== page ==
We’re exposing the recent revival of film photography and sharing tips on how to get started with the vintage art form.
Allure of Film
If you see someone carrying around an old, clunky camera, chances are it’s a film camera. The popularity of film photography has “been steadily climbing since about 2015,” said Peter Betancourt, co-owner of Palm Film Lab in Miami. “I would say it’s pandemic-induced,” Betancourt said about the most recent spike in purchases. “People had a lot of time on their hands to pick up some new hobbies.” In the digital age, there’s something alluring and nostalgic about having an archivable, tangible roll of film. “The fact that you can have a physical backup is very important, it’s very valuable,” he said.
Eric Purcell, a recent University of Miami graduate and film photographer, said he started using film when digital photography began to feel like work. Purcell was interested by “the imperfectness of it” and “all the practical disadvantages that were, for some reason, kind of fun.” Now, Eric keeps his camera by his side, always ready for when the perfect shot presents itself.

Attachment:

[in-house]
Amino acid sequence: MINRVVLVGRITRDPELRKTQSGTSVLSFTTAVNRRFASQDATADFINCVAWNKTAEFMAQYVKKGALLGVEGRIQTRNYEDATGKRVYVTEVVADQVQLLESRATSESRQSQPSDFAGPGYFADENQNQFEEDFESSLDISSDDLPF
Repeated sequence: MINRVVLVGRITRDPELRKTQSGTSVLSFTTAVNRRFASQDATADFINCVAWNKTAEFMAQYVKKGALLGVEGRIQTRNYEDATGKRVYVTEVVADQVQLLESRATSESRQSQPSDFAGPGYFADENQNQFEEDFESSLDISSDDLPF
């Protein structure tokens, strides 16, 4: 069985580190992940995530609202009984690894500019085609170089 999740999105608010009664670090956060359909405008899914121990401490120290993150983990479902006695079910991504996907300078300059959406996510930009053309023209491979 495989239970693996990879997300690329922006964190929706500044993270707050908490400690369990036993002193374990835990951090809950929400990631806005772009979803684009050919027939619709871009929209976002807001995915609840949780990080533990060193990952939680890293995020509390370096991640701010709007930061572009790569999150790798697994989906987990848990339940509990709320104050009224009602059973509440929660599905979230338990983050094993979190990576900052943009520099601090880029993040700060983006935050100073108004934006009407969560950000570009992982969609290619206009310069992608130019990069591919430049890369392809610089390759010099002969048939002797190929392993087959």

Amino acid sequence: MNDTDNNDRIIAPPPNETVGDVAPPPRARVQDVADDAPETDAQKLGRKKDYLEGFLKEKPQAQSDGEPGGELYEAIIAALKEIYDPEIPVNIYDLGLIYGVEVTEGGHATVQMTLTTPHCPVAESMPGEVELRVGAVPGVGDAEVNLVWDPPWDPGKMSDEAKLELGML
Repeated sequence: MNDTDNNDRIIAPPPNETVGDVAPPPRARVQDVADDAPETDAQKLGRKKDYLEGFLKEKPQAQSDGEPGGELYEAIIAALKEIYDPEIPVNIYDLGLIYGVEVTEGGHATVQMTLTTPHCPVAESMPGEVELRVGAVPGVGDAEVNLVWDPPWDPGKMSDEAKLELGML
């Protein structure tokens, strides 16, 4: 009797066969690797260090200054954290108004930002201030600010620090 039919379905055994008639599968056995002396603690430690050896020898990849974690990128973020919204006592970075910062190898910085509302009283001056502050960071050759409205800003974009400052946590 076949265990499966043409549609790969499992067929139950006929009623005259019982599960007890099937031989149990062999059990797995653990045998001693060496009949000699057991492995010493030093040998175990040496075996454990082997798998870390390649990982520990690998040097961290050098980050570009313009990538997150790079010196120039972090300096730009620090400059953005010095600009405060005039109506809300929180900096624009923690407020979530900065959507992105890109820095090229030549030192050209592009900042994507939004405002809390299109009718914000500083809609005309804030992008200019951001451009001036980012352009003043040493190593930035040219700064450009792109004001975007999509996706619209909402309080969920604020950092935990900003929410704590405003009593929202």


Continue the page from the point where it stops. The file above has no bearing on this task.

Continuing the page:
How to Get Started
Even with the fun, film photography often requires trial and error and can be frustrating at times. Betancourt recommends stopping into your local film shop, such as Palm Film Lab, for a crash course. “It’s just a combination of three things and how you balance them,” he said. “The lens opening, which is aperture, the shutter speed and the ISO.” Once you’ve mastered this balance and have taken a few photos, it’s time to develop them. It is possible to develop your pictures at home, but the tedious chemistry and expensive equipment involved is daunting for many. Both Betancourt and Purcell recommend having a professional do it for you. If you want to get into film, start now. The price of film cameras has skyrocketed, said Betancourt, “and as far as new cameras go, there is just nobody making them anymore.” Your best bet to find a working film camera is most likely eBay, a garage sale or your grandparents’ basement.
MIAMI FILM SHOPS
Palm Film Lab
2248 SW 57th Ave
Located just two miles north of campus, Palm Film lab gives a 10% discount to students.
Bellows Film Lab
2051 NW 2nd Ave
Bellows Film Lab offers a 20% student discount off development and scanning.
words_kathryn ford. photo_teagan polizzi. design_lauren mokhtarzadeh.
This article was published in Distraction’s summer 2021 print issue.